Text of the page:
When I trained as a pilot I was appalled at how 1960s aviation is. This will be hard for you to believe, but even when you have WiFi on the plane, commercial pilots in most cases do not have Internet in their cockpit, nor do they have satellite phones, nor GPS trackers. All they have to connect with ground is old style radios. And radios that sound awful. Radios are not safe, anyone for any reason can interfere with them. Indeed any person can buy an aviation radio without any kind of permit and start pretending he or she is a controller and aircraft have no way of verifying that they are indeed speaking to a real controller. Plus there is the confusion factor. When you train as a pilot, a lot of what you have to learn is how to understand controllers over a radio, a radio which has poor sound quality and leads to frequent mix ups because of the different accents and languages that are spoken around the world by controllers and pilots. While in theory all controllers should speak English, Spanish traffic controllers for example speak in Spanish to aircraft that have Spanish identifiers, or address them in Spanish, sometimes depriving other aircraft flown by non Spanish speaking pilots of information that could be useful to them. Moreover, radio frequencies forces pilots to listen to everything that is said to other aircraft until you are called, something that I find extremely distracting when piloting. Imagine if you had a telephone system in which you had to listen to everyone else’s conversations until somebody finally spoke to you. Well that is what is happening in the air right now all over the world. Primitive. In my view it is indefensible that we send planes loaded with passengers over the oceans without Internet, real time voice communications nor GPS trackers. And even over land and near the coasts we use radars to know where aircraft are, but radars have very short range so we can’t have radar coverage over oceans. The radar/transponder system is just obsolete as a way to know where aircraft are. But still the norm. Then many times pilots are proud of their FMS systems, and in general I don’t know for what reason many times pilots are proud of aviation the way it is. But that is wrong, for example FMS systems don’t have QWERTY keyboards. Typing in them is a slow, painful process. And when pilots make it to airports, many of them are still using paper charts, yes paper charts from Jeppesen to find their way in and out and around airports.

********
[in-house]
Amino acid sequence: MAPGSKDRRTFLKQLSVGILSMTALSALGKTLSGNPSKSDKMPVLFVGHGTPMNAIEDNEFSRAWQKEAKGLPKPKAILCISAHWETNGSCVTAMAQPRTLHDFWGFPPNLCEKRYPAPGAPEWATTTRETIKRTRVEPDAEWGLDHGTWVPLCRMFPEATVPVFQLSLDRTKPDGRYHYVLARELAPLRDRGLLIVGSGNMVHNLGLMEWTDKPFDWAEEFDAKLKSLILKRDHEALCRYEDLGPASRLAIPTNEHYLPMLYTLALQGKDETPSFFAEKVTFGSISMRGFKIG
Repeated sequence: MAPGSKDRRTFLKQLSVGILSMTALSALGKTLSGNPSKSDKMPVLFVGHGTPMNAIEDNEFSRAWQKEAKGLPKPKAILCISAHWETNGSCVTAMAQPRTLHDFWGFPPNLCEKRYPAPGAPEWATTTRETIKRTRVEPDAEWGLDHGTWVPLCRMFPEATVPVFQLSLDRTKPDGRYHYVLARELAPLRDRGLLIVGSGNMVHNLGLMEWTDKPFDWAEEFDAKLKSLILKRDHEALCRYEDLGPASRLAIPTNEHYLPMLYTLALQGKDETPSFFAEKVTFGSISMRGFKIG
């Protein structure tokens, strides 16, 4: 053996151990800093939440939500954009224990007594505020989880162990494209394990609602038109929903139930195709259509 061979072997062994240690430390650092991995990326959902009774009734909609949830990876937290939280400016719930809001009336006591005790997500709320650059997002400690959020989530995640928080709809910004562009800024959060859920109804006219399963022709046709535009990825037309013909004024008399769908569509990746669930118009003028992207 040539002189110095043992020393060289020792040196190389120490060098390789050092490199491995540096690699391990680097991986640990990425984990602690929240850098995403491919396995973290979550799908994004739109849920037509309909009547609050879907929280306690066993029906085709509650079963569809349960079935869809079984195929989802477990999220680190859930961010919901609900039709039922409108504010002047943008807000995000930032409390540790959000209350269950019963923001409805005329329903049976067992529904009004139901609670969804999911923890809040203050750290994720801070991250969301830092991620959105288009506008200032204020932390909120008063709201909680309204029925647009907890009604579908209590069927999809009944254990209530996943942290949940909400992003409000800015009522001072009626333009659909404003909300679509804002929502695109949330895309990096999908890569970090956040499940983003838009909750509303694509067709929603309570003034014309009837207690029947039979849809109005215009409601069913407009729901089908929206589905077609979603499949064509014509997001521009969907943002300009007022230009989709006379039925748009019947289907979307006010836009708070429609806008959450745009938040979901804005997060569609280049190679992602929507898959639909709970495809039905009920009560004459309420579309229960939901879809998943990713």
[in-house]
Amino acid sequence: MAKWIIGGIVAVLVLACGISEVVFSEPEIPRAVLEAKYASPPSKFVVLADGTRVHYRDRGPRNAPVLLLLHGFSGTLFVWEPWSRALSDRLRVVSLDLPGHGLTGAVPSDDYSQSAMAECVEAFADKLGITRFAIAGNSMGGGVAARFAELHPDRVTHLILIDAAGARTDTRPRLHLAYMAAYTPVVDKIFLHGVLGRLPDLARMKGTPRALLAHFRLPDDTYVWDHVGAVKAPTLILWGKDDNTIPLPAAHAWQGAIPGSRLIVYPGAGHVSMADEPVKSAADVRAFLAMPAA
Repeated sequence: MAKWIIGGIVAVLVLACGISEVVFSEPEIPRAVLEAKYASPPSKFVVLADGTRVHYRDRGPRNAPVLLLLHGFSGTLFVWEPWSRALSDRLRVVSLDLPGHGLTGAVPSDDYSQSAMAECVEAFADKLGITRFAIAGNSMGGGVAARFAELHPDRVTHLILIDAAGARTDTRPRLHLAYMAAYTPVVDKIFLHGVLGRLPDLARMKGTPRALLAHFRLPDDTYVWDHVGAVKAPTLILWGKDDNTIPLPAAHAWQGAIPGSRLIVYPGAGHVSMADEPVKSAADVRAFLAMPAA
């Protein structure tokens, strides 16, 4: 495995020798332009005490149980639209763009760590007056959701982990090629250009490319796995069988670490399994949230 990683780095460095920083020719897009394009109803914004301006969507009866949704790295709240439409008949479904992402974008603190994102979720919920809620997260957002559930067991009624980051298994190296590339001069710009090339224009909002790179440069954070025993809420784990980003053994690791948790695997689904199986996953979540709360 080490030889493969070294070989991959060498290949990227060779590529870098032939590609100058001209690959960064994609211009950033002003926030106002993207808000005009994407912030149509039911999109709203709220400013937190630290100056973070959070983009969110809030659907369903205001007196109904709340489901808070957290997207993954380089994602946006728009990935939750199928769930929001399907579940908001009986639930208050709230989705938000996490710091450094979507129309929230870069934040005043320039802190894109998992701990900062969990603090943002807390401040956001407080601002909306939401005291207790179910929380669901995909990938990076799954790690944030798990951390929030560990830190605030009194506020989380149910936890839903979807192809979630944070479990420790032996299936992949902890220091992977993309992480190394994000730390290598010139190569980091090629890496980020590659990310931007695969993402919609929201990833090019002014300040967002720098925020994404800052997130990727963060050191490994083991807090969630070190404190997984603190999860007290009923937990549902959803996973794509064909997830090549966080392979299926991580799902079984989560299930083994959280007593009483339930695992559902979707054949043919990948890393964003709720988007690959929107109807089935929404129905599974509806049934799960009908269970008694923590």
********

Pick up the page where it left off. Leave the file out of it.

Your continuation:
That Malaysian MH370 can disappear over the ocean and nobody knows exactly where, or the Air France 447 flight over the Atlantic went down and it took months to find the black box, is just irresponsible on the part of aviation authorities. My own Citation, a private jet, has a GPS tracker so we always know where it is. It cost less than $1000. We also have a satellite phone that allows the pilots to call for help anywhere in the world on concrete problems they may face that the radio operator may not be able to solve. Those also cost around $1000. And there is now Internet available to planes around in the world. But commercial planes, even when they have it for passengers, do not have it for pilots. And it is illegal to install equipment that is not approved by flying authorities around the world. Think of a product like the Dropcam and imagine it on all commercial aircraft showing ground personnel in real time everything that is happening in the cabin, cockpit and recording in real time, that combined with good communication with the pilots would make aviation much less of the black hole it is today.